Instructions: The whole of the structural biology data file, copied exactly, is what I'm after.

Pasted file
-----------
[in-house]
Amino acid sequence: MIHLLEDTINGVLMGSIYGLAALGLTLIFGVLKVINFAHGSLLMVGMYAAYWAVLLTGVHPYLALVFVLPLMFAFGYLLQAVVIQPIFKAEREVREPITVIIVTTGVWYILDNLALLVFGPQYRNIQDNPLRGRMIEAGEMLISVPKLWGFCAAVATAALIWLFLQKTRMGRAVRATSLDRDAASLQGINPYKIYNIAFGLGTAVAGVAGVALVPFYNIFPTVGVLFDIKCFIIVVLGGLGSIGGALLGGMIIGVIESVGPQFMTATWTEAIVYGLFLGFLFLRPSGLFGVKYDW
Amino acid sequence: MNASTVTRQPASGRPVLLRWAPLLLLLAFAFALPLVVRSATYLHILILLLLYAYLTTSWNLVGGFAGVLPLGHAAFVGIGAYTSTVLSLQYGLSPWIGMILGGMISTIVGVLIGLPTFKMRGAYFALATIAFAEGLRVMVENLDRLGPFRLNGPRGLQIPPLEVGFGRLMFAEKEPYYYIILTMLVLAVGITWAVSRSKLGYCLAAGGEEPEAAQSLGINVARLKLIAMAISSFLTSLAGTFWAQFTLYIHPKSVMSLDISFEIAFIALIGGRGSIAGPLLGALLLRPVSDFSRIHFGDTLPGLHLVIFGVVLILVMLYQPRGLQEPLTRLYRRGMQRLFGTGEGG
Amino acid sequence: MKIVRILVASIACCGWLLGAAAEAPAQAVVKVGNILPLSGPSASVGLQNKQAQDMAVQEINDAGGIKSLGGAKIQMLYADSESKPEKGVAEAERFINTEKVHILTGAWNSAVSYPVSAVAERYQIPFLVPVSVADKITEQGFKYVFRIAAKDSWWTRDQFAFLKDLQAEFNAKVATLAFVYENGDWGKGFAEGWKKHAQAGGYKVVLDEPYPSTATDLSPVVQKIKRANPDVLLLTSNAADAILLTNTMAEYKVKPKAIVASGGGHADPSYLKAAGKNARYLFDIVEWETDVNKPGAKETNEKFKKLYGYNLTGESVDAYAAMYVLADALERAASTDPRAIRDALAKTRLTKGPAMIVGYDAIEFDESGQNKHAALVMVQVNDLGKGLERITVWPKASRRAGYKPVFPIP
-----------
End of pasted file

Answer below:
[in-house]
Amino acid sequence: MIHLLEDTINGVLMGSIYGLAALGLTLIFGVLKVINFAHGSLLMVGMYAAYWAVLLTGVHPYLALVFVLPLMFAFGYLLQAVVIQPIFKAEREVREPITVIIVTTGVWYILDNLALLVFGPQYRNIQDNPLRGRMIEAGEMLISVPKLWGFCAAVATAALIWLFLQKTRMGRAVRATSLDRDAASLQGINPYKIYNIAFGLGTAVAGVAGVALVPFYNIFPTVGVLFDIKCFIIVVLGGLGSIGGALLGGMIIGVIESVGPQFMTATWTEAIVYGLFLGFLFLRPSGLFGVKYDW
Amino acid sequence: MNASTVTRQPASGRPVLLRWAPLLLLLAFAFALPLVVRSATYLHILILLLLYAYLTTSWNLVGGFAGVLPLGHAAFVGIGAYTSTVLSLQYGLSPWIGMILGGMISTIVGVLIGLPTFKMRGAYFALATIAFAEGLRVMVENLDRLGPFRLNGPRGLQIPPLEVGFGRLMFAEKEPYYYIILTMLVLAVGITWAVSRSKLGYCLAAGGEEPEAAQSLGINVARLKLIAMAISSFLTSLAGTFWAQFTLYIHPKSVMSLDISFEIAFIALIGGRGSIAGPLLGALLLRPVSDFSRIHFGDTLPGLHLVIFGVVLILVMLYQPRGLQEPLTRLYRRGMQRLFGTGEGG
Amino acid sequence: MKIVRILVASIACCGWLLGAAAEAPAQAVVKVGNILPLSGPSASVGLQNKQAQDMAVQEINDAGGIKSLGGAKIQMLYADSESKPEKGVAEAERFINTEKVHILTGAWNSAVSYPVSAVAERYQIPFLVPVSVADKITEQGFKYVFRIAAKDSWWTRDQFAFLKDLQAEFNAKVATLAFVYENGDWGKGFAEGWKKHAQAGGYKVVLDEPYPSTATDLSPVVQKIKRANPDVLLLTSNAADAILLTNTMAEYKVKPKAIVASGGGHADPSYLKAAGKNARYLFDIVEWETDVNKPGAKETNEKFKKLYGYNLTGESVDAYAAMYVLADALERAASTDPRAIRDALAKTRLTKGPAMIVGYDAIEFDESGQNKHAALVMVQVNDLGKGLERITVWPKASRRAGYKPVFPIP